Q: My family lives on one coast, and we’re getting married on the other. I’ve lived there for years, my partner grew up there, and his family still lives there. But it has meant that one side of my family is simply not coming to the wedding.
I’m not angry at individuals, but more angry at the feeling that I’m not valued by this part of my family on a larger scale. My partner and I have also really made the effort over the years to be present at family events—red-eyes across the country, scheduling important work trips to coincide with weddings, spending a lot of money on hotel rooms and tuxedo rentals—and it’s very hurtful that, once it’s our turn to host the celebration, that effort is not being returned. I was really, really looking forward to seeing these family members, and was excited about them meeting my partner’s family. These family members are also a group of people that I’ve always wanted to impress, and so maybe have some baggage going into the wedding about finally gaining their approval. I feel like even when I’ve done everything right (wonderful partner, fabulous career path, happy), it’s still not enough to get them to show up for me and be proud of me.
It turns out a cousin is getting married just before me, and every single one of the family members is going to that wedding. According to the family grapevine, she was infuriated with the fact that I got engaged before her, and deliberately planned the wedding ahead of mine. At the time, I was like “Eh, whatever, as long as it’s not on the same day.” Now it’s becoming apparent that it really is a direct competition, and that family members who are making the trip to her wedding can’t also take the time to come to mine.
How do I keep up a relationship with this family, who have obviously shown me who they like and value more in a fairly obvious and public way?
—Alone on the Gold Coast
Don’t jump straight there! It’s easy to assume that if they’re coming to the wedding, they like you, and if they’re not, they don’t. But weddings are rarely that simple. My gut says it’s got zero to do with you being valued less, and everything to do with complex family politics—this aunt went to the weddings of my kids, so I have to go to the weddings of her kids. That sort of thing. And that’s apart from all of the regular reasons people don’t go to weddings—they had prior commitments, they couldn’t get a sitter, they couldn’t take the time off work. There are lots of possibilities that have nothing to do with, “We just don’t like you.”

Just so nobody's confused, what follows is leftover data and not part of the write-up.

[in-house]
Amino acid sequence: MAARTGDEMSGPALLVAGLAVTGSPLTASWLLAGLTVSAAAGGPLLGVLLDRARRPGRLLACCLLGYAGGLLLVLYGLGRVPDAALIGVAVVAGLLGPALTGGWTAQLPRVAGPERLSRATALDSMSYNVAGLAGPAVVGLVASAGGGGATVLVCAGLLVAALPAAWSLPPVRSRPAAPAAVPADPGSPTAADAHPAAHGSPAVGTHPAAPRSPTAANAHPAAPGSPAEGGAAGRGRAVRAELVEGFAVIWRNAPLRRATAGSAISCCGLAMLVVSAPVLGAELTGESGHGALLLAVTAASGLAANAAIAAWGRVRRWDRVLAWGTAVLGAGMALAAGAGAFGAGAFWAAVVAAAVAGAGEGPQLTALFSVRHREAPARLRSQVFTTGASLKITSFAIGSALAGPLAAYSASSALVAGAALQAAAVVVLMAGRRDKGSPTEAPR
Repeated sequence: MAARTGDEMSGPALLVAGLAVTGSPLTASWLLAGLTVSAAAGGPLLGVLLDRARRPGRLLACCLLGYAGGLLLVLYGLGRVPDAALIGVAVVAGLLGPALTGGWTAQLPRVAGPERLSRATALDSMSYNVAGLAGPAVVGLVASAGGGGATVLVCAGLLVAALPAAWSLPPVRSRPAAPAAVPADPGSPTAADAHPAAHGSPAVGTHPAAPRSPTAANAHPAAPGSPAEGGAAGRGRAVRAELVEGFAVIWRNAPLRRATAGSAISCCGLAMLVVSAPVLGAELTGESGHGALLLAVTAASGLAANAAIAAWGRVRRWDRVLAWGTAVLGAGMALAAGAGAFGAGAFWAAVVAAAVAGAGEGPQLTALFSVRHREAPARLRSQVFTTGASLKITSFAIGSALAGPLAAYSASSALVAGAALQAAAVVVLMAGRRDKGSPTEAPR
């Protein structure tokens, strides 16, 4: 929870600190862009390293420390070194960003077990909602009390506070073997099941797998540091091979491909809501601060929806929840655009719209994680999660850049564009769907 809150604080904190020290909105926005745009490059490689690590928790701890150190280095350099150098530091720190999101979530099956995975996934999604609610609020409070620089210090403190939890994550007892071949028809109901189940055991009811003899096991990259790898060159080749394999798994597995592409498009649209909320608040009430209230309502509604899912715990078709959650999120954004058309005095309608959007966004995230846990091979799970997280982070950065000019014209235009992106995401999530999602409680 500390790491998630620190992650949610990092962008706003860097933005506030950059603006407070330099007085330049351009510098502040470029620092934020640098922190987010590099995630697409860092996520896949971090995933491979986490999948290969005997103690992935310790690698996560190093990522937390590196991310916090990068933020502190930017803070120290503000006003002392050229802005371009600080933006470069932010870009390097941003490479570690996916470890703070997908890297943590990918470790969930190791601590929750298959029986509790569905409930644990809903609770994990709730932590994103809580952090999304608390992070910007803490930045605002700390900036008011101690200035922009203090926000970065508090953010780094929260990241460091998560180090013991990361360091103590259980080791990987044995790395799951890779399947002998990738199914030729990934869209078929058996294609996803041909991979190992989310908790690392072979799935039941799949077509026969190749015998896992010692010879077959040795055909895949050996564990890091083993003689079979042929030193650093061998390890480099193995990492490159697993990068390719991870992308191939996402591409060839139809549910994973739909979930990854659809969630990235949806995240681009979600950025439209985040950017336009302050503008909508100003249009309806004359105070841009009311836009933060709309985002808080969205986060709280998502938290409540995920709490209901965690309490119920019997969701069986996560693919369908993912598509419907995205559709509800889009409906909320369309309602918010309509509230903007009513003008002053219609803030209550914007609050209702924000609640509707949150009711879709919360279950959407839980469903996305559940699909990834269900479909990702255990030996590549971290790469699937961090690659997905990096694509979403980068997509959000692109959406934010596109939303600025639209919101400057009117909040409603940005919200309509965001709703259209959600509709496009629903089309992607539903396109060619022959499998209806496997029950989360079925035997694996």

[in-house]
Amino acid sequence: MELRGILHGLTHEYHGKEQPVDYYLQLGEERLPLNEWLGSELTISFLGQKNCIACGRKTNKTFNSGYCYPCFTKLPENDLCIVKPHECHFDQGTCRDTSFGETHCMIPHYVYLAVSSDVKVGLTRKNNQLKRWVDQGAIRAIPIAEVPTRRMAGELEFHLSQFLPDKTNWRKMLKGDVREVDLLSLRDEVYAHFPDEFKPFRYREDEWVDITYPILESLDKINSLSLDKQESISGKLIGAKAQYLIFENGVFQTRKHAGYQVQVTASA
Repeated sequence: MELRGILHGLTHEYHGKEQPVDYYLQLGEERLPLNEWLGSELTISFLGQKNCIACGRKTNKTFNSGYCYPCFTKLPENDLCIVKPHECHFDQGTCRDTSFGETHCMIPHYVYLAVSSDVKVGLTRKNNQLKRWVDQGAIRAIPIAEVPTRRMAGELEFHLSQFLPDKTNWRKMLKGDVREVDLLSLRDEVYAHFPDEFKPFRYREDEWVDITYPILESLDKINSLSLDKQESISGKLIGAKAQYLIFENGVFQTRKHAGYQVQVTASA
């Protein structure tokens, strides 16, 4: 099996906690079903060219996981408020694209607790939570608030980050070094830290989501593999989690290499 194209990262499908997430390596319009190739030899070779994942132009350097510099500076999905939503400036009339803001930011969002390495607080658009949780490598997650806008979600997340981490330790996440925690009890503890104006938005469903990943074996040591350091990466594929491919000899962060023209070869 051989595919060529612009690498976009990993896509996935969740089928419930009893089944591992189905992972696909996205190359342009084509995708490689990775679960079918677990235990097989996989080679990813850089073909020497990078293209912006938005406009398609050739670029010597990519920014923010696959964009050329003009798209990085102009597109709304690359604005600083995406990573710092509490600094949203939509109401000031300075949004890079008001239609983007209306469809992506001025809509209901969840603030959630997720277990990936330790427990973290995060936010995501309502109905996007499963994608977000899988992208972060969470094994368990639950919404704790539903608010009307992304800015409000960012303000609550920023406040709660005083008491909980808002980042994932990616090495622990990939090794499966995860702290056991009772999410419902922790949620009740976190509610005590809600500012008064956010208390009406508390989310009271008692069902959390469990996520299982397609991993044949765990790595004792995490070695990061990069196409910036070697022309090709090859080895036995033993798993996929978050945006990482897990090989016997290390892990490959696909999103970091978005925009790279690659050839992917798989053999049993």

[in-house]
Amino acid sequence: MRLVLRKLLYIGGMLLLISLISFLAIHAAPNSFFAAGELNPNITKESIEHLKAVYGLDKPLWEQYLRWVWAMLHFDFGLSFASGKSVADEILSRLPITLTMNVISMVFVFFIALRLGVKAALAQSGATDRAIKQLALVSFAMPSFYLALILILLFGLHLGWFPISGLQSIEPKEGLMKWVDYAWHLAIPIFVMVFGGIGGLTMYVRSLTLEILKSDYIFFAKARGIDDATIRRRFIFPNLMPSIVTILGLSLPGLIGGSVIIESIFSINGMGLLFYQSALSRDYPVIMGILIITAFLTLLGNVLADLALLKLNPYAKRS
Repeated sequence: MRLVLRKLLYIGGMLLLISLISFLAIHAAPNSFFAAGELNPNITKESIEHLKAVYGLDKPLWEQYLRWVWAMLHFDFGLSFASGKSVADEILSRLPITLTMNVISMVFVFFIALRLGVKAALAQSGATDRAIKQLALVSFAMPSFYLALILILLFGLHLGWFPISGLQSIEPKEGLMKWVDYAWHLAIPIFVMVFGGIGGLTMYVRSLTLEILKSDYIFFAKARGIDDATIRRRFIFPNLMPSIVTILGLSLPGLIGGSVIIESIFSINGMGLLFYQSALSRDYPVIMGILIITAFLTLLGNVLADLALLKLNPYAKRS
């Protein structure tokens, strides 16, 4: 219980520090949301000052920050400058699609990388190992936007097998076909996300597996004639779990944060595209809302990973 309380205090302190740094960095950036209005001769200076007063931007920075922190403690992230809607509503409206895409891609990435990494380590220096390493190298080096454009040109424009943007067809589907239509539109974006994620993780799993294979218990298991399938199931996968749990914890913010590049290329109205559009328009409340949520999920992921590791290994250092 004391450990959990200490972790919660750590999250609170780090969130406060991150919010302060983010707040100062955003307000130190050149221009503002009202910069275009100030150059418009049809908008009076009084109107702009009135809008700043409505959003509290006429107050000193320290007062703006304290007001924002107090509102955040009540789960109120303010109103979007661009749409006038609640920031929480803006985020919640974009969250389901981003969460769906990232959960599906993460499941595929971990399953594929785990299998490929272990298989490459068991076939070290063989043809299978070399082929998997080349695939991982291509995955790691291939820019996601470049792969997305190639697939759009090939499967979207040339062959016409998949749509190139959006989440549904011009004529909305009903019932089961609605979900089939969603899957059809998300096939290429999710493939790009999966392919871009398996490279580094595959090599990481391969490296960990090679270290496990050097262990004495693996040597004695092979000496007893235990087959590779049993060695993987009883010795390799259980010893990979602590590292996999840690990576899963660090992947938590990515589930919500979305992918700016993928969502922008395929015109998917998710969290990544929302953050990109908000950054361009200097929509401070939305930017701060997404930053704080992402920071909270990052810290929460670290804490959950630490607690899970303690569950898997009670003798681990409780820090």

None of that fixes that this is a disappointment. No matter what I say, your family isn’t coming to your wedding. But maybe knowing that it’s likely not personal can take some of the sting away.
The other thing I can’t fix is how shitty it was of your cousin to rush and plan her wedding first. But it could also mean there are even more logistics at play for your would-be guests. Is she closer geographically? Did she send her invitations first? If this wedding was anticipated for a while, she may have had verbal agreements about different wedding responsibilities or roles. You know, more of those family dynamics I mentioned above.
Or, maybe I’m completely wrong. Maybe your family just sucks. Maybe this one cousin isn’t alone in some shitty behavior, and the rest of them are all just as weird and selfish. You had hoped to make them proud, and the way you say it kind of signals to me that they might have been cold and withholding before now. If that’s the case, hopefully you’re seeing that it’s not about you. And if you’re not, let me say it for you loud and clear: IT’S NOT ABOUT YOU. Having everything lined up perfectly in your life won’t change things. After all, these are the people who should be showing up, being proud, and loving on you even when things aren’t perfectly lined up.
It’ll always hurt a bit when people aren’t who you expect them or want them to be. But don’t make the mistake of adding to that hurt by assuming it reflects anything about you. Because it doesn’t.
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